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Important Information every bird owner needs to know!
AVERAGE YEARLY COST FOR A BIRD
INTERESTING BIRD FACTS
WHAT YOU ARE NEVER TOLD



Average yearly cost to properly care for 1 medium size parrot

*Average cost based on input from local vets providing avian care but whom are not necessarily board certified. These costs can vary depending on the cost of veterinary care in your location and if further testing/care is required.

FOOD:
Nuts             $52.00
Pellet mix       $104.00
Hot food &      $104.00
                                Fruits & veges   $260.00                                   

VET: 
Basic wellness check-up (Exam*- Comp. panel* & Fecal*)
                          Exam:    $56.00*
Avian  (comp) panel:     $128.00*
Fecal (gram Stain):         $45.00*
                                                $229.00 or more

Other testing (available)
                    Chlamydia :    $46.00*
              Polyoma Virus:     $80.00*
Vaccine-Polyoma (avian):   $25.00*
                                CBC:    $57.00*
                                PBFD:    $80.00*  

           GROOMING: (every 3 months)
                      Nails:    $80.00 ($20*)
               Wing trim:    $60.00 ($15*)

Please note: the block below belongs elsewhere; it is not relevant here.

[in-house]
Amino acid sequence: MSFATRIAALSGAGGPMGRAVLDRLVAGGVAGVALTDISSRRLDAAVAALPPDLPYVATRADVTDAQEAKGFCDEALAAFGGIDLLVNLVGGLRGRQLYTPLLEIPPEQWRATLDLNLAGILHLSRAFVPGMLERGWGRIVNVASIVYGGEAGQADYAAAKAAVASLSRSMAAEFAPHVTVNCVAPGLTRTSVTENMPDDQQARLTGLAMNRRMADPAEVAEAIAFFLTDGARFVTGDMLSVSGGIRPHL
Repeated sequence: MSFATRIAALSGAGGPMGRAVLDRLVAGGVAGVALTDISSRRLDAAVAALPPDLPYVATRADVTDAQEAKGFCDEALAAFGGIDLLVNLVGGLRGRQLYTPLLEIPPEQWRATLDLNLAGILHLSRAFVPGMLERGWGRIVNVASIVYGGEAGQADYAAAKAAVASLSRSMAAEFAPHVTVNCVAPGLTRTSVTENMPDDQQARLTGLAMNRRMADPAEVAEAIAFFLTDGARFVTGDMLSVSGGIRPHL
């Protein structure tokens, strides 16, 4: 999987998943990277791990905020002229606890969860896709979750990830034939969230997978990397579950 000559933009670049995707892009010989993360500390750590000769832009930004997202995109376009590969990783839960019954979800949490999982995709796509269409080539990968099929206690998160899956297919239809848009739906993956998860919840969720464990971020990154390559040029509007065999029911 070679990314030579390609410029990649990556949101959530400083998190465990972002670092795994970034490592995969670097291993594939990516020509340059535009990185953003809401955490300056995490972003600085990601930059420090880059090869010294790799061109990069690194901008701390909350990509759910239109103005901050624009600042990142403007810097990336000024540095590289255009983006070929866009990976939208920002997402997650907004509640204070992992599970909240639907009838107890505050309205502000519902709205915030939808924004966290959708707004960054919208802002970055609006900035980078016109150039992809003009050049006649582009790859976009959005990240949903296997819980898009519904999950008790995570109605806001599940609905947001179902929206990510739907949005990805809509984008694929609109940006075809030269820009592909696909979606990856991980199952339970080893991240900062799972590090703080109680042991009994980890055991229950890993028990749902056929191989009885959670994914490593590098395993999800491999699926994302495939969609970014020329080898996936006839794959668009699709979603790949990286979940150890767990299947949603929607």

Beak trim:    $160.00 ($40*)

TOYS:  1- $20.00 toy every 2 Wks     $520.00
(rotated for fun & inspected for wear & safety)
Note: some birds will destroy a $20 toy in a few hours
& toys are a not an option they are a NECESSITY !

        INCIDENTALS:
                     cage cleaning products $250.00
                     UV lights/fixtures; Air purifiers/filters; spray bottles;
                     Cage liners; paper towels; etc.

Total:  $1719.00

Interesting Facts

  All species of parrot except budgies & cockatiels are threatened or endangered.
 Over 94 species are threatened with extinction.

  It is illegal to import wild caught birds into the U.S. under the CITES act.(Convention of International Trade on Endangered Species)

  Parrots are highly intelligent, similar to a 3 or 4 year old child.

  Parrots are flock animals and are very social.

  Parrots are not sexually dimorphic. No visible differences exist between males & females. DNA testing is routinely used to determine sex. One exception is the Eclectus. Males are green & females are red.

  All parrots are zygodactyl - 4 toes.  2 facing forward & 2 facing back.

  Parrots are able to raise food to their mouths with their feet.

  Parrots do not have vocal cords. Sound is produced in the syrinx and manipulated by changing the depth & shape of a bifurcated trachea.

  Parrots have a movable upper & lower jaw. They can open their mouths with out moving their heads

  Parrots produce very little saliva. The tongue is dry and very tactile.

  Parrots see more colors than humans. Parrots see into the ultra violet spectrum. People perceive 16 images a second. Parrots perceive 1600.